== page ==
"Creation without Restraint is a call to promote innovation by promoting competition. As the authors point out, if we want real competition, it is intellectual property, not antitrust, law that we need to fix."
--Mark A. Lemley, William H. Neukom Professor, Stanford Law School
"This is a terrific book. Creation without Restraint uses antitrust law as a starting point for a thorough rethinking of patent and copyright policy. It develops the important idea, adapted from antitrust, that an IP statute should be interpreted in light of its underlying purpose. The authors show how economic analysis, so influential in antitrust, can be applied to IP law, and offer useful, provocative proposals for reform. Creation without Restraint is a must-read for anyone who wants to understand-and improve-the law's treatment of innovation."
--C. Scott Hemphill, Professor of Law, Columbia Law School
"Few regulatory problems are more vexing than the relationship between competition and innovation. Bohannan and Hovenkamp's investigation of the problem is sensible, balanced, and comprehensive. Creation without Restraint is a wonderful book for anyone wanting to get up to speed on the key contemporary questions in innovation policy."
--Daniel A. Crane, Professor of Law, University of Michigan
"By reconceptualizing IP law with an eye toward its constitutional roots, the authors make a compelling case for related doctrinal reforms. They are not the first to identify the need for less ambiguous patent claims, for restrictions on the remedies available to patent holders who do not use the patented technology, and for shorter but renewable copyright terms. The
fundamental contribution of Creation Without Restraint is that the authors' expertise in both IP and antitrust yields novel, nuanced, and persuasive justifications for these and other proposals."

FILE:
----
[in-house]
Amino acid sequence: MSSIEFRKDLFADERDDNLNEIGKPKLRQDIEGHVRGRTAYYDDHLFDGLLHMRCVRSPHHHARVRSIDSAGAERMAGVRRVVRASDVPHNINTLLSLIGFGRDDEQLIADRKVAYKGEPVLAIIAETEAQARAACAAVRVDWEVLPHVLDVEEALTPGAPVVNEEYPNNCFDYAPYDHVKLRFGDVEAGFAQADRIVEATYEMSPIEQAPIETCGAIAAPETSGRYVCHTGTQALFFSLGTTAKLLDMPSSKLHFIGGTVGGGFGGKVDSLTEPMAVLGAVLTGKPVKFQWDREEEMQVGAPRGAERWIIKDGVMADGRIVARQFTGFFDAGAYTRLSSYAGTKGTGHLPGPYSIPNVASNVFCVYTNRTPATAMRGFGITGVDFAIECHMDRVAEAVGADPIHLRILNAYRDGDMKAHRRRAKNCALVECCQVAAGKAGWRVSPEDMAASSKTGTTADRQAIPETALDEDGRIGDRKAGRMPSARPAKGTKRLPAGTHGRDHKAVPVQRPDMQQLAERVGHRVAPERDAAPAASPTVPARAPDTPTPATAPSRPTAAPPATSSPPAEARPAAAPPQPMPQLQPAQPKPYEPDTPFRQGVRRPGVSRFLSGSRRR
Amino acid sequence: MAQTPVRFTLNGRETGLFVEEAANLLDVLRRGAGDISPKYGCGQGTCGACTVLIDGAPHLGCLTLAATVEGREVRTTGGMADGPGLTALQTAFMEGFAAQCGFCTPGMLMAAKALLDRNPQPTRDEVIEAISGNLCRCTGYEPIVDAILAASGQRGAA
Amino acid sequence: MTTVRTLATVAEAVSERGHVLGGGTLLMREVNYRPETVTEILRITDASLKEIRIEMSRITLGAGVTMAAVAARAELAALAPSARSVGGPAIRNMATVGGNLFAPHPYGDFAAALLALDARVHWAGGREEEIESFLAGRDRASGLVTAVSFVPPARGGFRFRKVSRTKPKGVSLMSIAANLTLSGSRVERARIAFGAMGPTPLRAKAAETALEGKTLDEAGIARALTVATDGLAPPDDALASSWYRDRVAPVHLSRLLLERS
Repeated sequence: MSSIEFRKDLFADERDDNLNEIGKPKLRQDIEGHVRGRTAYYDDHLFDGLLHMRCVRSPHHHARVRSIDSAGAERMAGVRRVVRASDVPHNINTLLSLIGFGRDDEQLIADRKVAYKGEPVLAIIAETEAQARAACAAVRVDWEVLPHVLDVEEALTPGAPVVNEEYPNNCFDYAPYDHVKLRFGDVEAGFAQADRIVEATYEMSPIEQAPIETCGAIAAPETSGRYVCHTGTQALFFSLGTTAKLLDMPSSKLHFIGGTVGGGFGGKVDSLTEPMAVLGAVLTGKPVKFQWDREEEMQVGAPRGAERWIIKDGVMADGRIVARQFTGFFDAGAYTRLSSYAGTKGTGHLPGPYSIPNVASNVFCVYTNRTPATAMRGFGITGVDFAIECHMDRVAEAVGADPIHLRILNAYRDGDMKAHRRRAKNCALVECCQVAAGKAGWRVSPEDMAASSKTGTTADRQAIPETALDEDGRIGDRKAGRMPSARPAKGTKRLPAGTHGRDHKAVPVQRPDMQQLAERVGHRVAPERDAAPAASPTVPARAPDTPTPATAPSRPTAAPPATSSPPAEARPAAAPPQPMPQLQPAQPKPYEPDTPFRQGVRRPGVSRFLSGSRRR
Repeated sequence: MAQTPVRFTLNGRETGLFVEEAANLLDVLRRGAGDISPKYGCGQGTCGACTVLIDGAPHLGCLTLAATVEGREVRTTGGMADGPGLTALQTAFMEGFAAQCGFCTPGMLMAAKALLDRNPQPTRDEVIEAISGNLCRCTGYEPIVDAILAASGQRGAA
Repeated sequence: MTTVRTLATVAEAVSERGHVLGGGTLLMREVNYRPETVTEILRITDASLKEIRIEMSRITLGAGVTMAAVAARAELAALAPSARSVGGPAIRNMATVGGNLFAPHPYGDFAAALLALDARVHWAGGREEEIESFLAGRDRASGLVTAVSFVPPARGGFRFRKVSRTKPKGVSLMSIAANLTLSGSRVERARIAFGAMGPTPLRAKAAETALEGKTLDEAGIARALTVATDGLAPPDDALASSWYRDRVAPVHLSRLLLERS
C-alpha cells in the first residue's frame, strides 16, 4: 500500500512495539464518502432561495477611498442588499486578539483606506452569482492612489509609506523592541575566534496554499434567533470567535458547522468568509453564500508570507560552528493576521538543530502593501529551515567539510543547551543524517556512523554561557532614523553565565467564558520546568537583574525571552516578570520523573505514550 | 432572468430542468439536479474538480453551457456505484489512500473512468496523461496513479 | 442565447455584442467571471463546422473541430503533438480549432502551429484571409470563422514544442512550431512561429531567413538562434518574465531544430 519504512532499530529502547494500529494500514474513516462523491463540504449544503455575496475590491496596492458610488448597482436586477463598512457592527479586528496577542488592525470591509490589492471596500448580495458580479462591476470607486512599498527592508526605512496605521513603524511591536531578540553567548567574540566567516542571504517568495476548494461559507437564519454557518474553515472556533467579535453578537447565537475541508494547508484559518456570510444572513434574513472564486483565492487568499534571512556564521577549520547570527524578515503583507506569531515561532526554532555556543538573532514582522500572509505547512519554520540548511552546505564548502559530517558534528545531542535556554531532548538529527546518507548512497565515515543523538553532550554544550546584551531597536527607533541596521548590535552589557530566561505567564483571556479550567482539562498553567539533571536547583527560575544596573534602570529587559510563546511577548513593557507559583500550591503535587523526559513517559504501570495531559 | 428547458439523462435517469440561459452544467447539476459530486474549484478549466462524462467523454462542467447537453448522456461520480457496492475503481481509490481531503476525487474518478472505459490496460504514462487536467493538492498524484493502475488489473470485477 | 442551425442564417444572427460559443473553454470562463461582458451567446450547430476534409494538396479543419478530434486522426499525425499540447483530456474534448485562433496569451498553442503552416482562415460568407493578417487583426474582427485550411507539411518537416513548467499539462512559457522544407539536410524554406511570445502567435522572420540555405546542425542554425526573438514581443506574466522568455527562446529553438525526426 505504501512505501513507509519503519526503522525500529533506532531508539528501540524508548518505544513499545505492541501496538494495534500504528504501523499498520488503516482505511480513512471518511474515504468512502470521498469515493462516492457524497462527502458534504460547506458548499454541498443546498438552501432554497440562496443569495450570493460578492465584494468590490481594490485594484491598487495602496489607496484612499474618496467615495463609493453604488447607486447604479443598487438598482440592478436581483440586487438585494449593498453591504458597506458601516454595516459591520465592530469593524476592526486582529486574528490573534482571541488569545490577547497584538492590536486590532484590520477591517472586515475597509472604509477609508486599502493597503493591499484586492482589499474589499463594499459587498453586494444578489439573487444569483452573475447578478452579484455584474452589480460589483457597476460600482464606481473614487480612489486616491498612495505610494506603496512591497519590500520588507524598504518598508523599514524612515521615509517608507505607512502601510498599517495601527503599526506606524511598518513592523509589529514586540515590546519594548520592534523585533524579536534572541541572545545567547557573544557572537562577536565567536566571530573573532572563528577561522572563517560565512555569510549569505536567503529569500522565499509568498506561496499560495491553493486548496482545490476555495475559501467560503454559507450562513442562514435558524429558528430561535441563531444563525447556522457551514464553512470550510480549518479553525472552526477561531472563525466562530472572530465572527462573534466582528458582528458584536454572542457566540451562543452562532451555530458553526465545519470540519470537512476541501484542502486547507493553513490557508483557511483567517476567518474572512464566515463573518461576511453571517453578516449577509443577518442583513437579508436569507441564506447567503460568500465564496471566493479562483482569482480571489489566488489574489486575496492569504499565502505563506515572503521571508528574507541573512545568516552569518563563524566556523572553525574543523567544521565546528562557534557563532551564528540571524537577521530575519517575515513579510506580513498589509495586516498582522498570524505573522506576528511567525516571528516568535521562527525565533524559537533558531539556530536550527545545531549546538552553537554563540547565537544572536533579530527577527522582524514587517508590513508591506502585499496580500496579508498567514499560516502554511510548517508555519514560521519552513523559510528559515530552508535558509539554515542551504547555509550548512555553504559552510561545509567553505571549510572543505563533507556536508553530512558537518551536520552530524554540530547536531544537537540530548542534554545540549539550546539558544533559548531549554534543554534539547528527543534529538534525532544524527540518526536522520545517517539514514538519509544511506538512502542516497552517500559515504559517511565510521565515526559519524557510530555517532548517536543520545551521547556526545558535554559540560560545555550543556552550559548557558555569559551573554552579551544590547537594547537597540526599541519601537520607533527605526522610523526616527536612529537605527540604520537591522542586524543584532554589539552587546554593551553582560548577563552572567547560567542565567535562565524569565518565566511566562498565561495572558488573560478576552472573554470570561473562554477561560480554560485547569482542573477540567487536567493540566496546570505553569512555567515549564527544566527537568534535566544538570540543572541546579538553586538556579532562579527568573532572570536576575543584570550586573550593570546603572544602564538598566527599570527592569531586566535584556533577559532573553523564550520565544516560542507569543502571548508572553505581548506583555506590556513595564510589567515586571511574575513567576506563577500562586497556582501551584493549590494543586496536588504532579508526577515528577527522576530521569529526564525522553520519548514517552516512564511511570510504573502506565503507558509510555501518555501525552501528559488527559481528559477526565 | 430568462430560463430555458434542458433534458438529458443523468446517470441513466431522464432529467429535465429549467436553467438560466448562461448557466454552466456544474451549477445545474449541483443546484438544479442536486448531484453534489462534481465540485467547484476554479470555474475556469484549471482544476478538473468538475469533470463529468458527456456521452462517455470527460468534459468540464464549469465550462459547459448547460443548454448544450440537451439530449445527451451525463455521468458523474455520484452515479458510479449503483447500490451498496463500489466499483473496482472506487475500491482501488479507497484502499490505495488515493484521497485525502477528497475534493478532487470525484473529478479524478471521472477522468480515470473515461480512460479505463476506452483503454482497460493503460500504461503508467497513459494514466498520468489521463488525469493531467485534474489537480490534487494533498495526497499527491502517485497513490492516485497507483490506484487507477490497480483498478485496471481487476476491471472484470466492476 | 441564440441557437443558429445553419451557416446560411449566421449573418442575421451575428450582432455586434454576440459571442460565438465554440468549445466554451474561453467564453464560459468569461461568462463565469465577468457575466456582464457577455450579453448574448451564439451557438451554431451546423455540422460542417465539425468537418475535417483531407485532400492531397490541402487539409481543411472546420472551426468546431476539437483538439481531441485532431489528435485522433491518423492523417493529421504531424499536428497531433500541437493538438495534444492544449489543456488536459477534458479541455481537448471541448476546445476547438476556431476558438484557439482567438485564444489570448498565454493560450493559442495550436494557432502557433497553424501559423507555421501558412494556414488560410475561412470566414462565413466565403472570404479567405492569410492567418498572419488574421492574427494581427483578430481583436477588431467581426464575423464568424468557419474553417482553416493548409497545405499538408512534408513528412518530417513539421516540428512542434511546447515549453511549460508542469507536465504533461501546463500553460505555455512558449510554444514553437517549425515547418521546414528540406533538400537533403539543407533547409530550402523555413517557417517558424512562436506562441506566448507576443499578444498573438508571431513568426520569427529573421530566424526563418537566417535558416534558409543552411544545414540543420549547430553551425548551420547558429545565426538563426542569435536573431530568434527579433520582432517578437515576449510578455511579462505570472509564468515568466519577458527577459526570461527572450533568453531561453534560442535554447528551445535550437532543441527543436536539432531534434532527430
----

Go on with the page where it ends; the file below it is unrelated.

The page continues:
--Iowa Law Review
About the Author
is Professor of Law at the University of Iowa College of Law, where she teaches copyright law, intellectual property advocacy and appellate argument, torts, constitutional law, and conflict of laws. She received her B.S. in Environmental Engineering with honors from the University of Florida in 1994 and worked after graduation as an engineer. She received her J.D. from the University of Florida in 1997, where she ranked first in her graduating class, and served as editor-in-chief of the Florida Law Review
. She was a law clerk to Judge Edward E. Carnes, U.S. Court of Appeals for the 11th Circuit. Professor Bohannan has published major articles in several journals, including Fordham Law Review, NYU Law Review, Hastings Law Journal, Boston College Law Review, Washington University Law Review, Cardozo Arts & Entertainment Law Journal
, and the Maryland Law Review
. Herbert Hovenkamp
is the Ben V. & Dorothy Willie Professor of Law at the University of Iowa, where he teaches antitrust law, intellectual property law, real property law, torts, and American legal history. He is a fellow of the American Academy of Arts and Sciences, and recipient of the Justice Department's John Sherman Award for his lifetime contributions to antitrust law. Professor Hovenkamp's principal writings include: Antitrust Law
(formerly with the late Phillip E. Areeda and the late Donald F. Turner) (21 vols., 3d ed., 1978-2012); The Antitrust Enterprise: Principle and Execution
(2006); Federal Antitrust Policy: The Law of Competition and Its Practice
(4th ed., 2011); IP and Antitrust
(with Mark D. Janis, Mark A. Lemley and Christopher Leslie) (2 vols., 2d ed., 2010); and Enterprise and American Law, 1836-1937
(1991). He has consulted on numerous antitrust cases for the federal and state governments and private plaintiffs.